Good luck. 


Edited by vindibona1 - 1/7/15 at 12:06pm
post #39 of 44

The correct stance over the skis is more important than turn shape.  Turn shape can be correct only if the skier is correctly riding their skis.  Well, maybe correct turn shape can be forced by someone with an incorrect stance, but turn shape isn't the first thing to work on.

 

Is a wedge christie/stem christie a skill to be taught or a bad habit to break? I think the latter and never the former, especially with modern skis.  I oppose teaching anyone anything that must be un-learned.  It takes about ten times the number of repetitions to replace a movement than to originally learn a movement.  On modern skis many first day skiers can be making simple parallel turns on easy slopes their first afternoon.

 

123, a woman's clinic is a great idea, but there are some things you can do in advance so she gets the maximum benefit.  On an easy slope, get her standing tall on the balls of her feet all the time.  It is very important that her center of mass is about over her toe bindings.  Shin pressure against the boot tongues is an indicator but not a goal.  If anyone tells her to squat down to pressure her shins against the tongues, nod yes and ignore them.  It's too tiring.  Standing tall on the balls of the feet with a bit of flexibility in the knees & waist works great.  Do not tell her to get her weight forward...how is one to do that???  Tell her to get her feet back, so far back that they feel like they're behind her.  On a steep pitch get her to go head first down the hill.  Start on small rollers or very small drop offs where there is no chance of her skis running away.  The movement while moving is to strongly pull both feet back almost behind the body as the feet go over the lip of the drop off.  It takes practice.

 

Have her narrow her stance to walking-width.  That's where our bodies have learned to balance.  Give her something to substitute for the wedge turn.  The four points down in this posting are excellent.

http://www.epicski.com/t/109454/still-having-major-leg-burning-when-i-ski#post_1421309

post #40 of 44

My husband and I are now at equal levels of skiing.  Sometimes we get the chance to ski together, there are times when we want to work on drills and ask how we look or if we are doing something correct.  However when he was first learning to ski I made him take lessons.  I told him I loved him and wanted to be with him forever but if I taught him to ski it would end it.  He 100% agreed and learned to ski without my instruction.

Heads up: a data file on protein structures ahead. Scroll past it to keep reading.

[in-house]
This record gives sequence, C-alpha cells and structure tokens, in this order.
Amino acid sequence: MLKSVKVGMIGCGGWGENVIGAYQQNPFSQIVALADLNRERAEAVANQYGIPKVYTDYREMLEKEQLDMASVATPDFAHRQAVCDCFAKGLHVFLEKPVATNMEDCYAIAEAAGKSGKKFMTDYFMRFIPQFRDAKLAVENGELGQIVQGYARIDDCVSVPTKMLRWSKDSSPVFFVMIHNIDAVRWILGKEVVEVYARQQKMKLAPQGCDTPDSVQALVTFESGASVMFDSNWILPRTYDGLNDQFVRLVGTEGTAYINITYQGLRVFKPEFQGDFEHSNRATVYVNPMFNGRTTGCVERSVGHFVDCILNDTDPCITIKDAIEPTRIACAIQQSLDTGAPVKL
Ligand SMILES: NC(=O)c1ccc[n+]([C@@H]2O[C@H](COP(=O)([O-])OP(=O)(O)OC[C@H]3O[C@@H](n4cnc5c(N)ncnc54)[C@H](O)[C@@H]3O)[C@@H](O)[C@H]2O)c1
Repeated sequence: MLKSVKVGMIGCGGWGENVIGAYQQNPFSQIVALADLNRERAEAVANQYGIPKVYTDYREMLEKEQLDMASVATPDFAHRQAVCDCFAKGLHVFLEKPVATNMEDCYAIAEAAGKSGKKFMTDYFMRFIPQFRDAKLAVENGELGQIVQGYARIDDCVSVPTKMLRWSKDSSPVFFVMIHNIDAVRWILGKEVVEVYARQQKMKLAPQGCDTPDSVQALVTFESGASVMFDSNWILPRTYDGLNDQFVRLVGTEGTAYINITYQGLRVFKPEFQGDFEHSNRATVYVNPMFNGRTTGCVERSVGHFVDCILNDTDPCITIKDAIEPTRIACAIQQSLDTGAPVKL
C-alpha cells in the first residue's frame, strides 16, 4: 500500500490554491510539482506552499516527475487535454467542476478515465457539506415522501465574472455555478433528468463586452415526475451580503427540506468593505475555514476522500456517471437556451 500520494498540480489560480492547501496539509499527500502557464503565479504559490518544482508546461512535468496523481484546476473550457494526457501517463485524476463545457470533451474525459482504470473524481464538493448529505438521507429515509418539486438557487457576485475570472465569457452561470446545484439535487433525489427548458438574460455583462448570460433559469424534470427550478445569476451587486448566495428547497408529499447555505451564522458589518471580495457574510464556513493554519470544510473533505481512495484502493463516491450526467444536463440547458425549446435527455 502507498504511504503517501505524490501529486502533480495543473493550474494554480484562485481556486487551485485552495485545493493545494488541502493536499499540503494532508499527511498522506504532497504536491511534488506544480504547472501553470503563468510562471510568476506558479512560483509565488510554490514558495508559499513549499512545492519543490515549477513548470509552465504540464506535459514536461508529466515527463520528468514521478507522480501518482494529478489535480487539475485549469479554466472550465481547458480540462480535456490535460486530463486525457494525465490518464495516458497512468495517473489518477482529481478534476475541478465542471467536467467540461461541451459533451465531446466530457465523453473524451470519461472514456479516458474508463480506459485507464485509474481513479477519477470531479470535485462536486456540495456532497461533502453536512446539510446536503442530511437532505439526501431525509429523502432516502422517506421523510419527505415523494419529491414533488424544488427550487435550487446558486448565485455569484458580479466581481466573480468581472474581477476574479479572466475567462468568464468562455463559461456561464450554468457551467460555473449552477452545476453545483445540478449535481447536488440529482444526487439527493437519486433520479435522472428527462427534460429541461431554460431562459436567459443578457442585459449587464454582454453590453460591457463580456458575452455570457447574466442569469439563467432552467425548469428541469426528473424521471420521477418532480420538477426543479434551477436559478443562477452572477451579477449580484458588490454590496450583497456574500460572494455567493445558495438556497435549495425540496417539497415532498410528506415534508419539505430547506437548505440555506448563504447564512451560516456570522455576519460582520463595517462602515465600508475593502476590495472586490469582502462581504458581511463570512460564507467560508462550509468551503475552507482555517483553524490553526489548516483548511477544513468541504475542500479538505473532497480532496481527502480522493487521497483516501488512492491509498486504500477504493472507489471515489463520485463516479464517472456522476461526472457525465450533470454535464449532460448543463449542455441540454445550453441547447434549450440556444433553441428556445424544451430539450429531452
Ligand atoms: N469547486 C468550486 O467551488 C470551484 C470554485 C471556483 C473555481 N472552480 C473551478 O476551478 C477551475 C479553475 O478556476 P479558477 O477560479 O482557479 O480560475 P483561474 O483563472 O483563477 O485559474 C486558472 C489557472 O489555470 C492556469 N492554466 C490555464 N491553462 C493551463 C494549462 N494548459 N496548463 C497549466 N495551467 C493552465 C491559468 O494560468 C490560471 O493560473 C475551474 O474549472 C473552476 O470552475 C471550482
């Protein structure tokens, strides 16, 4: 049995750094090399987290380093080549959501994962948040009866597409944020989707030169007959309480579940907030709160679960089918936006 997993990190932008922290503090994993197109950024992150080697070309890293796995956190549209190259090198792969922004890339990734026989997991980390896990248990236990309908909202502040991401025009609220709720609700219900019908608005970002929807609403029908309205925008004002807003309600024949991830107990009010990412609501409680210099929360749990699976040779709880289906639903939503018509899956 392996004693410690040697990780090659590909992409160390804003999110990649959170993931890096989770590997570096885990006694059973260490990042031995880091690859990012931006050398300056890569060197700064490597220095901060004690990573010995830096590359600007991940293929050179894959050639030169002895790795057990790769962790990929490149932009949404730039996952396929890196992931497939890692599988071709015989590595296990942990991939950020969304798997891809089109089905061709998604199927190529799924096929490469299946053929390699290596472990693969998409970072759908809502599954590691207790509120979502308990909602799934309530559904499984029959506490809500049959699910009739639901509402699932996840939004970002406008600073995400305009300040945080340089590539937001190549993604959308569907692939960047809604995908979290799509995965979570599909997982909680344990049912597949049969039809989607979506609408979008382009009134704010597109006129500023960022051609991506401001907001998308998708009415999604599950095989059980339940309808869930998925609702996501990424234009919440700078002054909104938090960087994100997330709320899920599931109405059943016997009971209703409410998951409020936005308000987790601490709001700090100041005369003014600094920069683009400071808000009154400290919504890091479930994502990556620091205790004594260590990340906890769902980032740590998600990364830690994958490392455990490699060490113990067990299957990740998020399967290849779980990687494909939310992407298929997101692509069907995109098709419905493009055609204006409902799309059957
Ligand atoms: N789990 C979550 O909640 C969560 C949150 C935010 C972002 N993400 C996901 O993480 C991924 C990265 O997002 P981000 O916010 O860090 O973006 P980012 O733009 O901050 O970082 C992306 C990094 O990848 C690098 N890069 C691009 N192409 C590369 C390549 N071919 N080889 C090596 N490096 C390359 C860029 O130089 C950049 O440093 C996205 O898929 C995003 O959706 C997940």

I see too many times on the slopes the boyfriend or girlfriend want to teach their SO skiing.  Usually the non skier is in tears or has a look of frustration.  Other times I see the SO teaching the nonskier on slopes Waaaayyyy beyond their ability. 

 

To 123, let her have fun skiing with you and have an instructor give her tips to improve.  You can later do drills if she is willing, and you might learn something from her

post #41 of 44
I taught my wife to ski in one day. That said, the road to teach was very pain as I first had to crack a couple vertebrae skiing the week earlier. This slowed me down enough that I wasn't stupid enough to get her into any difficult beyond any hard green runs as they hurt to ski.

My advice let someone else do it, it's less hard on your body wink.gif .
post #42 of 44

Youtube videos and MA on this forum. That's how I learnt.

post #43 of 44

Run...don't walk to the nearest ski school and then wish her the best of luck

post #44 of 44
Quote:
Originally Posted by 123ski View Post
 

She is very willing to listen to me